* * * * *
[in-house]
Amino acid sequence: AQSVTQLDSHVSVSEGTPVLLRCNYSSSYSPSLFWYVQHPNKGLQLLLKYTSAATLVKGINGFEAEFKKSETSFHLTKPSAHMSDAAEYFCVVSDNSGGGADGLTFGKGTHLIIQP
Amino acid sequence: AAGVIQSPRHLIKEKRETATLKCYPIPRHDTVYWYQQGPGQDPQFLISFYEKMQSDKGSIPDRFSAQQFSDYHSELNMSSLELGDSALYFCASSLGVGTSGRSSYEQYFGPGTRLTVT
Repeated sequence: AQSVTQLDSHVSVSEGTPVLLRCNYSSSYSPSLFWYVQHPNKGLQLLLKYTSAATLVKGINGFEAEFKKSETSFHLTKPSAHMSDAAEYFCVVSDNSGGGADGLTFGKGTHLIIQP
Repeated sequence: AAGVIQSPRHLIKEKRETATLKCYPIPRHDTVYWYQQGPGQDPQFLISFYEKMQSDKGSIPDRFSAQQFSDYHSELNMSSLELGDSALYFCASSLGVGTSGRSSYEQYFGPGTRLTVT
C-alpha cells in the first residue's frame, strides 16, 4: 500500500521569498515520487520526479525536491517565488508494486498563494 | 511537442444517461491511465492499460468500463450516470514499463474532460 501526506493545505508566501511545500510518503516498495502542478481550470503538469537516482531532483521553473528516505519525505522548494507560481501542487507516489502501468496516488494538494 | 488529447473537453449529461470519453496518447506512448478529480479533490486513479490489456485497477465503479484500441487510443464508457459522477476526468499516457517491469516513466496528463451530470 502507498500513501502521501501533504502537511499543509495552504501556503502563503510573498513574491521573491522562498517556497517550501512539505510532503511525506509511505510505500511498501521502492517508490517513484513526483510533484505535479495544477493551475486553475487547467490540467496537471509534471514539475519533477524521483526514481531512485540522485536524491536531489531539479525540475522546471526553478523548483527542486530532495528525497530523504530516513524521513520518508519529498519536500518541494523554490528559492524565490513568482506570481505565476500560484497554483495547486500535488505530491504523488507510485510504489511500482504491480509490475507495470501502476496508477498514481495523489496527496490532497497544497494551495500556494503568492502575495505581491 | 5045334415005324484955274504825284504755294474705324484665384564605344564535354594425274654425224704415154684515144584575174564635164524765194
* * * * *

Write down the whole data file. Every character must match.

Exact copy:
[in-house]
Amino acid sequence: AQSVTQLDSHVSVSEGTPVLLRCNYSSSYSPSLFWYVQHPNKGLQLLLKYTSAATLVKGINGFEAEFKKSETSFHLTKPSAHMSDAAEYFCVVSDNSGGGADGLTFGKGTHLIIQP
Amino acid sequence: AAGVIQSPRHLIKEKRETATLKCYPIPRHDTVYWYQQGPGQDPQFLISFYEKMQSDKGSIPDRFSAQQFSDYHSELNMSSLELGDSALYFCASSLGVGTSGRSSYEQYFGPGTRLTVT
Repeated sequence: AQSVTQLDSHVSVSEGTPVLLRCNYSSSYSPSLFWYVQHPNKGLQLLLKYTSAATLVKGINGFEAEFKKSETSFHLTKPSAHMSDAAEYFCVVSDNSGGGADGLTFGKGTHLIIQP
Repeated sequence: AAGVIQSPRHLIKEKRETATLKCYPIPRHDTVYWYQQGPGQDPQFLISFYEKMQSDKGSIPDRFSAQQFSDYHSELNMSSLELGDSALYFCASSLGVGTSGRSSYEQYFGPGTRLTVT
C-alpha cells in the first residue's frame, strides 16, 4: 500500500521569498515520487520526479525536491517565488508494486498563494 | 511537442444517461491511465492499460468500463450516470514499463474532460 501526506493545505508566501511545500510518503516498495502542478481550470503538469537516482531532483521553473528516505519525505522548494507560481501542487507516489502501468496516488494538494 | 488529447473537453449529461470519453496518447506512448478529480479533490486513479490489456485497477465503479484500441487510443464508457459522477476526468499516457517491469516513466496528463451530470 502507498500513501502521501501533504502537511499543509495552504501556503502563503510573498513574491521573491522562498517556497517550501512539505510532503511525506509511505510505500511498501521502492517508490517513484513526483510533484505535479495544477493551475486553475487547467490540467496537471509534471514539475519533477524521483526514481531512485540522485536524491536531489531539479525540475522546471526553478523548483527542486530532495528525497530523504530516513524521513520518508519529498519536500518541494523554490528559492524565490513568482506570481505565476500560484497554483495547486500535488505530491504523488507510485510504489511500482504491480509490475507495470501502476496508477498514481495523489496527496490532497497544497494551495500556494503568492502575495505581491 | 5045334415005324484955274504825284504755294474705324484665384564605344564535354594425274654425224704415154684515144584575174564635164524765194